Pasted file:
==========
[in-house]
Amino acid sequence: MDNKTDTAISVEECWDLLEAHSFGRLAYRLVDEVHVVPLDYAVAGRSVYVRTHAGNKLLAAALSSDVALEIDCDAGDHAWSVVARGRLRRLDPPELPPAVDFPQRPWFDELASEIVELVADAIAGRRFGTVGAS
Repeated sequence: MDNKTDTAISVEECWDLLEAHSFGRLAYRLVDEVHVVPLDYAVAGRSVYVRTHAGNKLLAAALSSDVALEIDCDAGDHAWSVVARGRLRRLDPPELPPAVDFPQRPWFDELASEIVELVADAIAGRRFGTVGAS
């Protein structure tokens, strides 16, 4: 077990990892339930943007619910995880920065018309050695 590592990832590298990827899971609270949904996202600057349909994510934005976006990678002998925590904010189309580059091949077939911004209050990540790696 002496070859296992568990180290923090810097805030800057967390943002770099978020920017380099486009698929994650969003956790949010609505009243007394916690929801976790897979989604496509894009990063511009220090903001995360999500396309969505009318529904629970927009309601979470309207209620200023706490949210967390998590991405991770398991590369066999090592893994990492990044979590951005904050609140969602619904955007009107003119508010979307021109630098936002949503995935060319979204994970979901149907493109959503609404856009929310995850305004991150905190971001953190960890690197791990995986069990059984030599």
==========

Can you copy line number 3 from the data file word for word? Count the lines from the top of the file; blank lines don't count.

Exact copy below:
Repeated sequence: MDNKTDTAISVEECWDLLEAHSFGRLAYRLVDEVHVVPLDYAVAGRSVYVRTHAGNKLLAAALSSDVALEIDCDAGDHAWSVVARGRLRRLDPPELPPAVDFPQRPWFDELASEIVELVADAIAGRRFGTVGAS